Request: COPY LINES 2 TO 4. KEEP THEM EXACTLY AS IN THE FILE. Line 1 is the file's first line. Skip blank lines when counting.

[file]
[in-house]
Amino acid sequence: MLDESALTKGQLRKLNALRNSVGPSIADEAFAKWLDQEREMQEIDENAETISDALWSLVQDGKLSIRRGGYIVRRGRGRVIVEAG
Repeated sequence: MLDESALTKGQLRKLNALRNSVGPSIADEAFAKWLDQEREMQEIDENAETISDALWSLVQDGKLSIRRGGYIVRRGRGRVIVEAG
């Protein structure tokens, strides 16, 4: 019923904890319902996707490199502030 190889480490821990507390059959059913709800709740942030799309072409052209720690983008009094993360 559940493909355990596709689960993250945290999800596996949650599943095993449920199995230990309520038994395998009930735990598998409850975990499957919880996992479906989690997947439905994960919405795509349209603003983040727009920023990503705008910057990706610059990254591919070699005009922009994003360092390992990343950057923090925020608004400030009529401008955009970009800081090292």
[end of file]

Amino acid sequence: MLDESALTKGQLRKLNALRNSVGPSIADEAFAKWLDQEREMQEIDENAETISDALWSLVQDGKLSIRRGGYIVRRGRGRVIVEAG
Repeated sequence: MLDESALTKGQLRKLNALRNSVGPSIADEAFAKWLDQEREMQEIDENAETISDALWSLVQDGKLSIRRGGYIVRRGRGRVIVEAG
């Protein structure tokens, strides 16, 4: 019923904890319902996707490199502030 190889480490821990507390059959059913709800709740942030799309072409052209720690983008009094993360 559940493909355990596709689960993250945290999800596996949650599943095993449920199995230990309520038994395998009930735990598998409850975990499957919880996992479906989690997947439905994960919405795509349209603003983040727009920023990503705008910057990706610059990254591919070699005009922009994003360092390992990343950057923090925020608004400030009529401008955009970009800081090292």